Claiming God’s Kingdom with Authenticity

     Most Americans believers resist the biblical idea of being “poor in spirit.” Tim Keller describes us as more “middle class in spirit” rather than “poor in spirit.”
     He writes: “On the contrary, you believe that God owes you some things—he ought to answer your prayers and to bless you for the many good things you’ve done. Even though the Bible doesn’t use the term, by inference we can say that you are ‘middle-class in spirit.’ You feel that you’ve earned a certain standing with God through your hard work. You also may believe that the success and the resources you have are primarily due to your own industry and energy.”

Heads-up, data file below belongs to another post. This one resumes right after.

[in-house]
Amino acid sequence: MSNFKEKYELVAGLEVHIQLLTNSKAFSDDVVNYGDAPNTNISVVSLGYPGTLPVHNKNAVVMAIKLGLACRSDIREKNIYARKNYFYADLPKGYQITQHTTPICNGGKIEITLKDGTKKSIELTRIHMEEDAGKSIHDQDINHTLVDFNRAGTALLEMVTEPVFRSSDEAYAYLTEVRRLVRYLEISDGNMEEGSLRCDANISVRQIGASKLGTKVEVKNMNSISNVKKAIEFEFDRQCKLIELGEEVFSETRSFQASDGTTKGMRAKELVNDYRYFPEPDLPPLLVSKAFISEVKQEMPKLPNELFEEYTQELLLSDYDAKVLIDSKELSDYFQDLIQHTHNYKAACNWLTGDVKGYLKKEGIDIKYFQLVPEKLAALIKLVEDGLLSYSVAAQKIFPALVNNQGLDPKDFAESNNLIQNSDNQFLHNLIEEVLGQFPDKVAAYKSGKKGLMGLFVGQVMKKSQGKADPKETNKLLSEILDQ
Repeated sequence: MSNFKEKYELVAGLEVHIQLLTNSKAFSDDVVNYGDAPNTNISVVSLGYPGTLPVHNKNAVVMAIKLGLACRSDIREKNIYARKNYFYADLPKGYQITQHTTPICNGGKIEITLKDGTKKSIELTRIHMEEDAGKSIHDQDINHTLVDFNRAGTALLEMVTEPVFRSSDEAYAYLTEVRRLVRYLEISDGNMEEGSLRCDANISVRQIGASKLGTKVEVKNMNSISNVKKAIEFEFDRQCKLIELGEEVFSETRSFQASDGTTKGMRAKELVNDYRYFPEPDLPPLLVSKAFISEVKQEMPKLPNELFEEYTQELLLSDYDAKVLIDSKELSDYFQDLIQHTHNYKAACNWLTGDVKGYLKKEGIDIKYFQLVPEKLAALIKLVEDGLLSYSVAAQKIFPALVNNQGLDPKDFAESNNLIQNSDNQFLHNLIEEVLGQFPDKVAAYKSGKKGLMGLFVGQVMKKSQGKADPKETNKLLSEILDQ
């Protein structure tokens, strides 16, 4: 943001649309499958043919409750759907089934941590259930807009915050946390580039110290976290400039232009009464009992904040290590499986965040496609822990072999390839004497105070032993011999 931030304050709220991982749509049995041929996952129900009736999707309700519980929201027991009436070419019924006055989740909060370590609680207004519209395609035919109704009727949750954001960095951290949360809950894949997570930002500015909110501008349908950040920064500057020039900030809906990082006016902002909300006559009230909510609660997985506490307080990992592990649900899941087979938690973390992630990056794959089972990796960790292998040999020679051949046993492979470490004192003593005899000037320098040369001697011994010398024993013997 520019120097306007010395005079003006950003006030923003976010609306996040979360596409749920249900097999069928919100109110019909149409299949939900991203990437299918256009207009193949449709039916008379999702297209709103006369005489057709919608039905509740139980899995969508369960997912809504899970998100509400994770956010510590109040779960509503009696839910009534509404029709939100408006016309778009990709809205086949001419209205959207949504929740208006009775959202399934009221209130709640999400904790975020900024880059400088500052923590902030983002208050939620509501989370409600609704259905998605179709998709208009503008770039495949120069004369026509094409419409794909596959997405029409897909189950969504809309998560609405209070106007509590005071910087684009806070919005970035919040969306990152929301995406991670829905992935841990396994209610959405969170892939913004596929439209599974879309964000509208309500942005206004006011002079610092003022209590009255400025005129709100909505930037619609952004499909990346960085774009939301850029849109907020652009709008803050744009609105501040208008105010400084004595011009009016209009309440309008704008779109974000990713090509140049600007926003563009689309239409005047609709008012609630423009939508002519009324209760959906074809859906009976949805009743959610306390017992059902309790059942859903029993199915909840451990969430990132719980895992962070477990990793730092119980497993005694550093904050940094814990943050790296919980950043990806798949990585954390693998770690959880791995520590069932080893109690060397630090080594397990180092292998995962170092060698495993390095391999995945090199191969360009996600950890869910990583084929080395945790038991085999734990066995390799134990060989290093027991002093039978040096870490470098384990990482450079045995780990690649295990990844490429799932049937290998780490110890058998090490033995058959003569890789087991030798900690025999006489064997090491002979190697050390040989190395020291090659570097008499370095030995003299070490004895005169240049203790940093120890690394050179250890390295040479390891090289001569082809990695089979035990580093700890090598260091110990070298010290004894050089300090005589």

I must agree. We do not see ourselves as bankrupt morally or spiritually. This is the reason we do not sound authentic in the ears of the world when we claim the kingdom is ours and that we are the kingdom’s citizens. The kingdom really does not belong to those who are “middle class in spirit,” does it? (Matt. 5:3)

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